Grey with a ground-mist that enfolds and chokes
The slinking shapes which madness has defiled
In that the same-an herbage rank and wild
Clings round an altar whose carved signs involve
That Nameless One to whom a thousand smokes
Rose, aeons gone, from unclean towers up-piled.
I saw the body spread on that dank stone,
And knew those things which feasted were not men;
I knew this strange, grey world was not my own,
But Yuggoth, past the starry voids-and then
The body shrieked at me with a dead cry,
And all too late I knew that it was I!
The daemon said that he would take me home
To the pale, shadowy land I half-recalled
As a high place of stair and terrace, walled
With marble balustrades that sky-winds comb,
While miles below a maze of dome on dome
And tower on tower beside a sea lies sprawled.
Once more, he told me, I would stand enthralled
On those old heights, and hear the far-off foam.
All this he promised, and through sunset’s gate
He swept me, past the lapping lakes of Flame,
And red-gold thrones of gods without a name
Who shriek in fear at some impending fate
Then a black gulf with sea-sounds in the night”
“Here was your home,” he mocked, “when you had sight”
VI. The Lamp
We found the lamp inside those hollow cliffs
Whose chiselled sign no priest in Thebes could read,
And from whose caverns frightened hieroglyphs
Warned every living creature of earth’s breed.
No more was there-just that one brazen bowl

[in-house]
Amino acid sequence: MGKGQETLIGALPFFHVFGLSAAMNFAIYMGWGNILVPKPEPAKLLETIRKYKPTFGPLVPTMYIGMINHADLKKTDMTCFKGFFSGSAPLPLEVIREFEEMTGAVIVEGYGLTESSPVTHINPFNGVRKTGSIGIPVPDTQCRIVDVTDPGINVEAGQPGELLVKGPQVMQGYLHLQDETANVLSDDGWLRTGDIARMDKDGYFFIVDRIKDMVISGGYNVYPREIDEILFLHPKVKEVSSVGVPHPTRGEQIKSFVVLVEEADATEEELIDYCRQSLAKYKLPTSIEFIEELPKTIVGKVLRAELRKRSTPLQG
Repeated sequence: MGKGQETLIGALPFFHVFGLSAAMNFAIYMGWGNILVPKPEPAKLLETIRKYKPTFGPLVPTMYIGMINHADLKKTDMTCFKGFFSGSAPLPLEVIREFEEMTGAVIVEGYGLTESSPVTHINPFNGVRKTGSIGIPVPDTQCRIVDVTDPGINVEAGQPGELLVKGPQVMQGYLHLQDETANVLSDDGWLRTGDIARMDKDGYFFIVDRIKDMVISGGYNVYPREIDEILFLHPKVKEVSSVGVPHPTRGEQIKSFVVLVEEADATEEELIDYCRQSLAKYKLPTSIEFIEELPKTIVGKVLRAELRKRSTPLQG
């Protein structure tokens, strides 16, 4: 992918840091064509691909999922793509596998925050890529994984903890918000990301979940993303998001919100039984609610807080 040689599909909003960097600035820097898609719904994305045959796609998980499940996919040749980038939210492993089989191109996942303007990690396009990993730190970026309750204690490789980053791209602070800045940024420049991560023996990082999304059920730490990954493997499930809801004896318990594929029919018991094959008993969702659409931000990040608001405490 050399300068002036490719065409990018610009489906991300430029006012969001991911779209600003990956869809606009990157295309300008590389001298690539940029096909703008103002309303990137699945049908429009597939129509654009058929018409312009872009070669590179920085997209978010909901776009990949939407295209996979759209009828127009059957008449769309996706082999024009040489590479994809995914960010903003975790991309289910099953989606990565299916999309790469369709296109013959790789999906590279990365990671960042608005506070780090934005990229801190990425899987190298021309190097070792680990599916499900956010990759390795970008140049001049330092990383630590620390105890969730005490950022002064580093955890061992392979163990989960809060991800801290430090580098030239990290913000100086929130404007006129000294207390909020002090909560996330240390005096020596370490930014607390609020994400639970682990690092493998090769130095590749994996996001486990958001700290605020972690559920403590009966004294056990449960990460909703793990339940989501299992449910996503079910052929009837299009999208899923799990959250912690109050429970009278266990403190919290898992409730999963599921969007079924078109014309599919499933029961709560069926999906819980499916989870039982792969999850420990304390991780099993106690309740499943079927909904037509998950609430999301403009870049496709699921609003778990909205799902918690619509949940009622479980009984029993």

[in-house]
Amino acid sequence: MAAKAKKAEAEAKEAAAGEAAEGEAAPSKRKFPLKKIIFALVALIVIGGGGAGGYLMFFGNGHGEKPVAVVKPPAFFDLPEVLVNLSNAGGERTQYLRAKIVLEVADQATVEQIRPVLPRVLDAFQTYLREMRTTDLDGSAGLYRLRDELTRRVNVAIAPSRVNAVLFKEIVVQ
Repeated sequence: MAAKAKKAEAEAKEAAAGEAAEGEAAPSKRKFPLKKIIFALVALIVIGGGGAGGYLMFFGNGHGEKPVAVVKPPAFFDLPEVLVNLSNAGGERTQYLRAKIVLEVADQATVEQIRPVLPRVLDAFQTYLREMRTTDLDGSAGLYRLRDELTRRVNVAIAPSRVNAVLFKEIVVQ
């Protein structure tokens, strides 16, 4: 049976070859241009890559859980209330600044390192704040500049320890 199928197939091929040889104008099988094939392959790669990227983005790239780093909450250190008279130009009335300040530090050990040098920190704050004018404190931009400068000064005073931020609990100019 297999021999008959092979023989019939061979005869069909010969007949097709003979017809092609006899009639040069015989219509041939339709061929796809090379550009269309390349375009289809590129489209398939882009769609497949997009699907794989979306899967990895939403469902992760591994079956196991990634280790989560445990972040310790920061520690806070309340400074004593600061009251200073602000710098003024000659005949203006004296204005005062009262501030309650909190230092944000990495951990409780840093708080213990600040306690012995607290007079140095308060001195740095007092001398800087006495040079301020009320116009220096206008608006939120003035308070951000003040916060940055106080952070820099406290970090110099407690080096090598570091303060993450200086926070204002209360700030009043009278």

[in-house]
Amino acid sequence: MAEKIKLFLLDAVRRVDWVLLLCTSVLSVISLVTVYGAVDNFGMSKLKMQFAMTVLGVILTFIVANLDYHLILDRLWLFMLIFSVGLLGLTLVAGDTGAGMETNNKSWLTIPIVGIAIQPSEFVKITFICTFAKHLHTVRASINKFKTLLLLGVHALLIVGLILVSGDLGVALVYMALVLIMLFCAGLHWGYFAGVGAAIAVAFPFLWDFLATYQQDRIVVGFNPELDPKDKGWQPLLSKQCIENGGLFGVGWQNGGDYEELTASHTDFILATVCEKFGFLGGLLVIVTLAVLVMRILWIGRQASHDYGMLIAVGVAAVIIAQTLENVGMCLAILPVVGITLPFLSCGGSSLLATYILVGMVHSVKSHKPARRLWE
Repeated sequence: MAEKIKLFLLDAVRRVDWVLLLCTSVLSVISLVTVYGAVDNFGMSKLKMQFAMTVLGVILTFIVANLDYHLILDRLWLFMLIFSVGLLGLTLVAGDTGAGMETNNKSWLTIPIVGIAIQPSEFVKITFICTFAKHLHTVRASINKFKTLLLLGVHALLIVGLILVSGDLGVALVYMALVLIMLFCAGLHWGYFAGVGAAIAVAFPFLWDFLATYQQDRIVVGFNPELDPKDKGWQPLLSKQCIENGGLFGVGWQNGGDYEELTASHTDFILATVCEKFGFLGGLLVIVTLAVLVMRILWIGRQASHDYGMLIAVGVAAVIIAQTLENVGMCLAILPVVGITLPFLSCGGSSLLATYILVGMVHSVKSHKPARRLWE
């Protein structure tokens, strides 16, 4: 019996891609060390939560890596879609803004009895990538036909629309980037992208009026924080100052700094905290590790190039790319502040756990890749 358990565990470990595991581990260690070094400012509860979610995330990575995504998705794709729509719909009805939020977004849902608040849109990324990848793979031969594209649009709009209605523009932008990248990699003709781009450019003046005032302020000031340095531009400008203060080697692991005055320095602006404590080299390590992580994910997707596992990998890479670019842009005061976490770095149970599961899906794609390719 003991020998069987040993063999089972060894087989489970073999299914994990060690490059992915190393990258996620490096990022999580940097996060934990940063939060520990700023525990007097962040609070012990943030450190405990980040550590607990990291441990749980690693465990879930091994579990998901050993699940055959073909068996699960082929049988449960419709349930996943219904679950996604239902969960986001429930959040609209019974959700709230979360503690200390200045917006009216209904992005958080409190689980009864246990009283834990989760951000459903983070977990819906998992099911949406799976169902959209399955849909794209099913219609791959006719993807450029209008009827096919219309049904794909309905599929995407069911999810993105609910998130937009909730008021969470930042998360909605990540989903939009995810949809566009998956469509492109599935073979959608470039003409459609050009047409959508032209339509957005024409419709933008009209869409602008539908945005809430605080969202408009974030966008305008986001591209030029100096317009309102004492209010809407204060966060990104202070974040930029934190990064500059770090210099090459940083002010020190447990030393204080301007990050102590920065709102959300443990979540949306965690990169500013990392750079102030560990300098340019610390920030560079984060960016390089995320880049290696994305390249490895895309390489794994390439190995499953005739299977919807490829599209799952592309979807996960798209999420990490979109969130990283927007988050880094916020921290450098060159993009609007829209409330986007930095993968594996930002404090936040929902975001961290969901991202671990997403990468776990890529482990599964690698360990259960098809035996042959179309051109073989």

With traces of a curious oil within;
Fretted wtih some obscurely patterned scroll
And symbols hinting vaguely of strange sin.
Little the fears of forty centuris meant
To us as we bore off our slender spoil
And when we scanned it in our darkened tent
We struck a match to test the ancient oil
It blazed-Great God!. . . But the vast shapes we saw
In that mad flash have seared our lives with awe.
VII. Zaman’s Hill
The great hill hung close over the old town
A precipice against the main street’s end
Green, tall, and wooded, looking darkly down
Upon the steeple at the highway bend
Two hundred years the whispers had been heard
About what happened on the man-shunned slope
Thales of an oddly mangled dear or bird
Or of lost boys whose kin had ceased to hope
One day the mail-man found no village there
Nor were its folks or house seen again
People came out of Aylesbury to state
Yet they all told the mail-man it was plain
That he was mad for saying he had spied
The great hill’s gluttonous eyes, and jaws stretched wide
VIII. The Port
Ten miles from Arkham I had struck the trail
That rides the cliff-edge over Boynton Beach,
And hoped that just at asunset I could reach
The crest tht looks on Innsmouth in the vale.
Far out at sea was a retreating sail
White as hard years of ancient winds could bleach
But evil with some portent byeond speech
So that I did not wave my hand or hail.
Sails out of Innsmouth! Echoing old renown
Of long-dead times, but now a too-swift night
Is closing in, and I have reached the height
Whence I so often scan the distant town
The spires and roofs are there-but look! The gloom
Sinks on dark lanes, as lightless as the tomb!
IX. The Courtyard